- File Size: 1886 KB
- Print Length: 462 pages
- Simultaneous Device Usage: Unlimited
- Publisher: Knight Media, LLC (November 17, 2015)
- Publication Date: November 17, 2015
- Sold by: Amazon Digital Services LLC
- Language: English
- ASIN: B01634AIGC
- Text-to-Speech: Enabled
- Word Wise: Enabled
- Lending: Enabled
- Amazon Best Sellers Rank: #78,991 Paid in Kindle Store (See Top 100 Paid in Kindle Store)
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A Year of Ravens: a novel of Boudica's Rebellion Kindle Edition
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Top customer reviews
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Quite of few of these authors were involved in a previous collaboration, “Day of Fire: a Novel of Pompeii,” and “Ravens” follows the same structure: a batch of interwoven stories, each by a different author and each featuring different characters. Characters wander in and out of different stories, providing shifting viewpoints to good effect. Romans and Britons are given equal time. Unlike “Pompeii” which covered a brief, cataclysmic event, “Ravens” takes place over about a year, so that the seeds of the rebellion are shown as well as its aftermath.
Stephanie Dray’s opening story featuring the Celtic queen who was a Roman pawn, Cartimandua, sets up a good forward to all the action. “The slave” by Ruth Downie provides the viewpoint of a powerless young woman who has to observe great events with no way of influencing them. Russell Whitfield’s “The Tribune” features the historical character Agricola, familiar to readers of Tacitus. “The Druid” by V.A. Shecter was one of my favorites, featuring a young Druid and a young Roman who keep staunchly defending their own cultural viewpoints while marching inexorably to a heart-wrenching ending. “The Son” by S.J.A. Turney, a writer I’d never read before, is equally heart-wrenching but also profane, fast and funny. Kate Quinn’s “The Warrior” features a Briton chieftain who takes on a sharp-tongued Roman woman as his bedwarmer, much to both their consternation and the amusement of the reader. And E. Knight’s “The Daughter” wraps up the story of Boudica and her two daughters in a way that allows for a little light at the end of the tunnel.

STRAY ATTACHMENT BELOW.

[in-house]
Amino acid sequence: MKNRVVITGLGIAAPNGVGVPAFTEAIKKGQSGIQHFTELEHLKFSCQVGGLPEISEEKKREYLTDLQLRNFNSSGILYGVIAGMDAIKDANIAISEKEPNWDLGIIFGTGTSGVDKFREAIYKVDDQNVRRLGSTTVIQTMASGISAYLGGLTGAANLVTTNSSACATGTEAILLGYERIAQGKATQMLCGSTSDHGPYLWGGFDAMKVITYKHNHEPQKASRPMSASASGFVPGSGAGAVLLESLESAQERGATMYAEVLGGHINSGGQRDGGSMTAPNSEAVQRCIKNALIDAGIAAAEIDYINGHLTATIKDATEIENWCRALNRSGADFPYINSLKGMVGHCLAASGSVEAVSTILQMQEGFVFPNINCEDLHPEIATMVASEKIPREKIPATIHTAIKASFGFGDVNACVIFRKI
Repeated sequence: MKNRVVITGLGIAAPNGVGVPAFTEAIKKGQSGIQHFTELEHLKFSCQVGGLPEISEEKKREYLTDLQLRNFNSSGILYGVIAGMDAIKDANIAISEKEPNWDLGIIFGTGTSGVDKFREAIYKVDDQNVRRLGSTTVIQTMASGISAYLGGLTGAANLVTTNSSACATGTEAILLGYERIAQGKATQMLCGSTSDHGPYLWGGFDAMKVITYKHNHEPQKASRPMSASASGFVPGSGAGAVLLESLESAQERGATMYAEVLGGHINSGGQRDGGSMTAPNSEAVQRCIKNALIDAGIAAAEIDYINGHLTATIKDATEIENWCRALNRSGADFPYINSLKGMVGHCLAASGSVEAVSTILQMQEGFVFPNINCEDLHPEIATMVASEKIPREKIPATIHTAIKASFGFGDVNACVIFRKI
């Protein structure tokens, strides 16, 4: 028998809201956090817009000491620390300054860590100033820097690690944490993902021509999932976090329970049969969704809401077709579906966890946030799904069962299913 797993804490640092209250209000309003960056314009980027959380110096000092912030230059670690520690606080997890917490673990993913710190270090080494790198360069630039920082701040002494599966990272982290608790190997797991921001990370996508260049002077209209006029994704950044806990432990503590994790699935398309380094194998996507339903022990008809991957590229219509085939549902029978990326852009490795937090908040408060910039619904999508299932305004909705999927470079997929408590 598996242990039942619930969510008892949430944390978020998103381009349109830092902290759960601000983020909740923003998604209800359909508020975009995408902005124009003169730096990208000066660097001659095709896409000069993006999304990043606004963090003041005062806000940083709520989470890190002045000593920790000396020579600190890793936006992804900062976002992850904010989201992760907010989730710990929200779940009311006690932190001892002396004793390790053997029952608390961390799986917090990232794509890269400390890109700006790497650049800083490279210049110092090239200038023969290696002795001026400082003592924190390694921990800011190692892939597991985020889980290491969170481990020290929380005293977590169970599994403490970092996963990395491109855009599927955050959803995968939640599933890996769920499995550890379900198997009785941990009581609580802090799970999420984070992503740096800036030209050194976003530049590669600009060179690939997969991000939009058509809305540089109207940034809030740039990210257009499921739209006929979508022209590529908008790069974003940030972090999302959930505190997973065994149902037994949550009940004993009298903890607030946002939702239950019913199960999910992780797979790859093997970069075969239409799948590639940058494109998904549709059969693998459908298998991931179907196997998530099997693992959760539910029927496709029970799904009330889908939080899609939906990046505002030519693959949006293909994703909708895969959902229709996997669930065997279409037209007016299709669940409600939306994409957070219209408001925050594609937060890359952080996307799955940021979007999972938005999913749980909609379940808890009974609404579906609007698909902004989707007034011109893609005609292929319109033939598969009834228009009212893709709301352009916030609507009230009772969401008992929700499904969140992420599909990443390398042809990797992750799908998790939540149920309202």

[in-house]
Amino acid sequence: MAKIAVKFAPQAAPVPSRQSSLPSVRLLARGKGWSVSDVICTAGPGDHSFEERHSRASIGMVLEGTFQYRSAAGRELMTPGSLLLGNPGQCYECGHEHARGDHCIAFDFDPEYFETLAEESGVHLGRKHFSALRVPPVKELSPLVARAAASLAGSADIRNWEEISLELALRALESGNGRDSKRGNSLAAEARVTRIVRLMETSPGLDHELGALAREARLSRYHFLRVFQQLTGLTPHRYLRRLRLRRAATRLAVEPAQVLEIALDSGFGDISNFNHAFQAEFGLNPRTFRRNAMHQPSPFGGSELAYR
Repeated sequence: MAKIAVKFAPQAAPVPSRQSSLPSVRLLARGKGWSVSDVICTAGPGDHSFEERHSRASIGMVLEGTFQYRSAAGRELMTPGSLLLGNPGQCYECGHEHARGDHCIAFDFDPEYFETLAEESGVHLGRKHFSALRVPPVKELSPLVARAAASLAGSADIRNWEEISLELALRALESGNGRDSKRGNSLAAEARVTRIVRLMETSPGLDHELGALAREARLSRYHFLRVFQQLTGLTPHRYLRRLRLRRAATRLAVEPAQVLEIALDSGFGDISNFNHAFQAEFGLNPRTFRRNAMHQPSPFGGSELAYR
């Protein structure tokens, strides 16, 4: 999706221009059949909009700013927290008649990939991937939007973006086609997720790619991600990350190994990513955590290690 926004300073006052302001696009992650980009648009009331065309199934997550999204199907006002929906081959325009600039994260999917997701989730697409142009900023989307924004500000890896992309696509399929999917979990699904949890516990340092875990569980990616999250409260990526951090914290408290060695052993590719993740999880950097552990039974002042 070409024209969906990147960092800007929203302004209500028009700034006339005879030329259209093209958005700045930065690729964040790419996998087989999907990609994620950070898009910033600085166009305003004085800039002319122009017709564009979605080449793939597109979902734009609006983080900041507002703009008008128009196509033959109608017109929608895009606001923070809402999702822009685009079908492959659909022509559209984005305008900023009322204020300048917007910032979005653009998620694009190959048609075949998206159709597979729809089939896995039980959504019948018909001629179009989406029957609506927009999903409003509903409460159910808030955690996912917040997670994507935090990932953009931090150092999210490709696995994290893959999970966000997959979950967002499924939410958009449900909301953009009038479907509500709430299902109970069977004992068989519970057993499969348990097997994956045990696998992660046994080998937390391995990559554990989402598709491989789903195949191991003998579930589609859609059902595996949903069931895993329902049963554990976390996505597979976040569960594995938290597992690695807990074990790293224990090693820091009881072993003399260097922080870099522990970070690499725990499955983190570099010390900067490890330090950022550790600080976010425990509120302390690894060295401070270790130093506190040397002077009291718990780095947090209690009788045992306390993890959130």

There are brief, very interesting notes at the end of the book where the authors talk about the sources for their own stories and why they made the decisions they did on interpreting one of the most famous events of Roman-British history.
These authors really wove together a magnificent saga and I hope they’ll keep the group together and try on some other historical event… the assassination of Julius Caesar, maybe?
One of my earliest memories, from my days attending school in Aylesbury, England, is of brave Queen Boudica and her rebellion against the indomitable Roman Empire. That story was romanticized for my young sensibilities; this one is not, but no less paints her as an heroic figure of British history.
I won't describe each part--that can be seen in the book description--but I will say that each part was written from a different perspective, both British and Roman, and that the story built upon itself incredibly well. The details and characters of all seven parts connected flawlessly, and the book really flowed. Content-wise, it was quite intense. Lots of graphic battle scenes, etc. However, this was the reality of the rebellion, and it just made the story that much more riveting for me to read.
While reading the historical notes by the authors at the end, I found out that the only real historical perspective on Boudica's rebellion was that of the Romans. One of the things I love most about historical fiction is how authors use it to revive and enrich modern perspectives on events with little surviving evidence such as Boudica's rebellion. I like how, through this book, a variety of characters involved in the rebellion were finally allowed their voices--fictional voices, yes, but it's interesting to think of those voices also possibly belonging to real historical people who would have been there.
(I've posted this review on Goodreads as well.)
By way of summation, let me say, from the very beginning with the Intro by Ben Kane to the very, very end with an afterword from each author, this book is a testament to the creative genius of seven wordsmiths. 5 stars